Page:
Ashifi Gogo and President Bill Clinton
Gogo speaks at the Dartmouth Innovation Program as President Bill Clinton observes. Photo courtesy Clinton Global Initiative.

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Entrepreneur Ashifi Gogo ’05 fights counterfeit drugs and other product fakes in developing countries.

House plants are slow, according to Ashifi Gogo ’05, who tends to about 30 of them when he finds a quiet moment to do so at home. Their slowness appeals to Gogo as the total opposite of the rest of his day-to-day life: He is the founder and CEO of Sproxil, a booming venture capital-backed company that helps people in developing countries check whether their consumer goods are counterfeit.

He also has a brand new baby.

“Because we have offices in time zones way ahead of us—the earliest time zone is in India—I’m typically awoken by a text message or phone call from a team member in India with a critical question at 3 a.m. or so,” Gogo said. “But then again, with a six-week-old daughter now, I’m up at night anyway.”

Once Gogo’s day gets going, it doesn’t stop. He arranges daily phone meetings with Sproxil country managers in Africa and Asia; manages company strategy sessions; sorts investor requests; works to further existing relationships to help execute company strategy; and keeps all the balls in the air for his expanding and innovative company.

“That is a fancy way of saying ‘a lot of emails and phone calls,’” he summarized. If work starts in the middle of the night at home most days, there is also time spent in the Cambridge, Massachusetts, office, or even in the air—Sproxil has staff in Ghana, Nigeria, Kenya, Pakistan, Tanzania, Mali and India. Though Gogo says he doesn’t travel as much as he used to now that he and his wife are growing their family, in the past he’s racked up more than 100,000 air miles a year, spending time in several of the overseas offices.

Sproxil Provides Consumers with a way to take their health into their own hands. In a world where counterfeit drugs—the initial target of Gogo’s company—can take the lives of some 700,000 unsuspecting people a year, Gogo has led the development of technology that enables consumers to use their cellphones to find out in moments whether something they plan to purchase is real or not.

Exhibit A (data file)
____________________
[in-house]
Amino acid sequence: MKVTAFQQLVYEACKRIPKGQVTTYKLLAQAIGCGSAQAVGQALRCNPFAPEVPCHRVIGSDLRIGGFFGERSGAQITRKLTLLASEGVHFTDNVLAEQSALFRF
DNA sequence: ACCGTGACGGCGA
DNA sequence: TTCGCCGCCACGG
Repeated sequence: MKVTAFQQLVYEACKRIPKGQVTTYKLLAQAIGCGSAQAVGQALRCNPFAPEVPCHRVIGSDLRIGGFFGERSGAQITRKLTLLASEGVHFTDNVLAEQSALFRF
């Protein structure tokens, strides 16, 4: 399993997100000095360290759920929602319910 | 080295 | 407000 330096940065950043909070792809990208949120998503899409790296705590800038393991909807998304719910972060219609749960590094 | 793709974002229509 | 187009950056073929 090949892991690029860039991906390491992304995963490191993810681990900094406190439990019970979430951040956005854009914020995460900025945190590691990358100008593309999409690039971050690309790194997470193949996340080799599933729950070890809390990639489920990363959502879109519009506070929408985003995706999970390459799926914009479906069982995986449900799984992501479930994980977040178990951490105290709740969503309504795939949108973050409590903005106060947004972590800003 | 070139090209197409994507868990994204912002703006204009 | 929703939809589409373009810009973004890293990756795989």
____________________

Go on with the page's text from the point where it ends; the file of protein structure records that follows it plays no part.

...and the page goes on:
Sproxil works with manufacturers to circumvent holes in the supply chain that counterfeiters can exploit, using mobile technology to empower consumers.

It looks like this: Say you go to your neighborhood pharmacist to pick up some anti-malaria pills. On the packaging, you find a scratch-off sticker. You scratch. A phone number is printed next to a code for the product.

You text the number with the code and immediately get a response from the app: “OK. Original.” Or, “FAKE. DON’T USE.” Unambiguous and, it turns out, life-saving.

That 700,000 number is from the International Policy Network and refers to the number of people who die from fake malaria and tuberculosis medications, according to a TEDx talk Gogo gave in 2012. “That’s equivalent to four fully packed jumbo jets crashing every day,” he said. “Now, that would make the headlines if it were that obvious.”

Since its founding in 2009, Sproxil has processed more than 50 million verifications. In that same TEDx talk, Gogo noted that the World Customs Organization reports more than $200 billion worth of fake drugs are sold every year. So the global economic and public health implications of Gogo’s work are profound.

A bit of profundity is perhaps no surprise, considering the wide-ranging nature of Gogo’s journey. Born in Ghana, he spent ages three through nine in Belgium, where his father earned his doctorate. Although Gogo wasn’t initially interested in studying abroad, he found himself in the midst of a teacher’s strike when he finished high school. Given the structure of the Ghanaian education system, this meant he would either have had to tread water for two years or take another tack.